Each day, about an hour or so before sunset, we would split up into the three cruisers and head out to look for wildlife on a game drive through the Olkirimatian and Shompole conservancies. While driving through Amboseli National Park earlier in the week was amazing, seeing an abundance of diverse wildlife—from zebras to bat-eared foxes to giraffes— living here on Maasai land was even more compelling.
At one point, our guide, Patrick, stopped to cut small branches off of a Salvadora bush. Using a knife, he pared down one end of each twig and passed them out. We chewed the ends until the fibers separated, creating a brush and then brushed our teeth with it the way the Maasai do.
The most exciting moment had to be when my cruiser came upon a young lion laying in the middle of the dirt road just after sunset, and this happened not long after we had to stop to change a flat tire in the bush!
Maasai Boma Visit
One late afternoon, instead of heading out on a typical game drive, we were invited to visit with a Maasai family at their boma. When we arrived, the woman and her two young girls greeted us and showed us around.
As it neared sunset, we joined the herder as he brought his cattle home. In fact, he handed over the herding stick and a few of the students took over. Apparently, herding cattle is much harder than it looks! It was quite comical to watch the students try to keep the cows all moving in the right direction at the right pace.
Once the cattle were finally in their corral, the woman then showed us how she milks the cows. I can’t imagine what kind of trouble we’d have if she’d asked us to give that a try!
To be continued in a future blog post. Check back soon!
August 20, 2015 2 Comments
Male black rhinoceros “Faru,” which is short for Kifaru (the Swahili name for rhino), arrived at the Cincinnati Zoo on July 21, 2015.
Faru and Seyia – A Match Made…by the SSP!
The 2,800 pound rhino was brought to the Cincinnati Zoo from Zoo Atlanta on a breeding recommendation from the Association of Zoo and Aquarium’s (AZA) Species Survival Plan (SSP). The SSP has determined that Faru and the Cincinnati Zoo’s female black rhino, “Seyia,” are a good genetic match. So, if all goes well, there could be rhino calves in the Zoo’s future!
Keepers have spent the past several months getting to know Faru and his behavioral patterns. He will spend 2 to 6 weeks settling in, learning behaviors, and getting to know the Cincinnati Zoo animal care staff before being introduced to visitors.
“There is frequent communication between keepers before the rhinoceros is transferred. We really try to learn their behavioral patterns and habits so we can best accommodate them once they’ve arrived. The transfer process is incredibly involved,” said head keeper Randy Pairan.
Keeper Marjorie Barthel says, “He is doing well. We are taking things very slowly with him to allow him to move forward with the least amount of stress possible. He has come so far already in his new home. Right now I’m working on building a relationship with him. We need to trust each other.”
Faru was born at the San Antonio Zoological Gardens & Aquarium in 2004. He moved to Atlanta in April 2011 where he bred one calf. Because black rhinos are solitary animals, Faru will stay separated from Seyia until late fall. They will be put together when they are familiar with each other and ready to breed. Introductions are going well.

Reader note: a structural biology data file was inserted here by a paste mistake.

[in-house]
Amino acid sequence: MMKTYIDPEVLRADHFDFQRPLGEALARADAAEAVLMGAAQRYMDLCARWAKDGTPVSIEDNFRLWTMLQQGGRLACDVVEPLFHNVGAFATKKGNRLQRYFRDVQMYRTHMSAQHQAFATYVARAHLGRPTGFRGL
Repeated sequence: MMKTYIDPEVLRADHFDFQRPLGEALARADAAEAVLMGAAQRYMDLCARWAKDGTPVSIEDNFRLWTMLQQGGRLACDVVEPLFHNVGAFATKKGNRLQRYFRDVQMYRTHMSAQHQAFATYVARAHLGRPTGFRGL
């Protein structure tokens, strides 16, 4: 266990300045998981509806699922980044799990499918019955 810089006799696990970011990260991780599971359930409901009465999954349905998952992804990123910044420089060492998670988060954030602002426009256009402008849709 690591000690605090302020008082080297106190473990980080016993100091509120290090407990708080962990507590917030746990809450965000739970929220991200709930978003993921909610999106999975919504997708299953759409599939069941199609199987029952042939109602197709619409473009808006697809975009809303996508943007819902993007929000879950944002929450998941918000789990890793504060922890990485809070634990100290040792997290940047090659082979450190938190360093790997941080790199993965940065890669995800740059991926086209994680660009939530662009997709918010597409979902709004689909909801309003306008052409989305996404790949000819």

Faru’s Journey to Cincinnati
So how exactly do you move a large rhino from Atlanta to Cincinnati? Follow Faru’s journey in the images below to find out!
About Black Rhinos
The black rhinoceros (Diceros bicornis) is native to the eastern and central areas of Africa, including Kenya, Tanzania, and Zimbabwe. They eat mostly leafy plants, branches, shoots, thorny wood bushes, and fruit. Black rhinos also have two large horns made of keratin that they use for defense, intimidation, and feeding. An adult can weigh anywhere between 1,760 and 3,080 pounds, and newborns (calves) weigh between 35 and 55 pounds. Black rhinos breed year-round and have a gestation period that lasts 15 months. They are one of the oldest known species of mammals.
Faru’s species is critically endangered with more than 115 individuals being managed by the SSP. As recently as 1970, an estimated 65,000 black rhinos could be found throughout sub-Saharan Africa. However, between 1970 and 1992, 96-percent of Africa’s remaining black rhinos were killed in a wave of poaching due to the value of their horns. Heightened conservation efforts following the poaching increase led the black rhino population to grow from 2,410 in 1995 to a current total of 4,848. Today, black rhinos live in protected parks located in Zimbabwe, South Africa, Kenya, Namibia, and Tanzania. Poaching is still a serious problem, threatening to wipe out decades of conservation efforts. Even protected parks experience poaching breeches, which means the amount of safe land available to black rhinos is diminishing.
The Cincinnati Zoo’s Carl H. Lindner Jr. Family Center for Conservation and Research of Endangered Wildlife (CREW) will be doing reproductive research on Faru and Seyia as part of the continued efforts to save the black rhinos. All five species of rhinoceros—White, Black, Greater One-Horned (aka Indian), Sumatran, and Javan—are perilously close to extinction in the wild.
August 7, 2015 3 Comments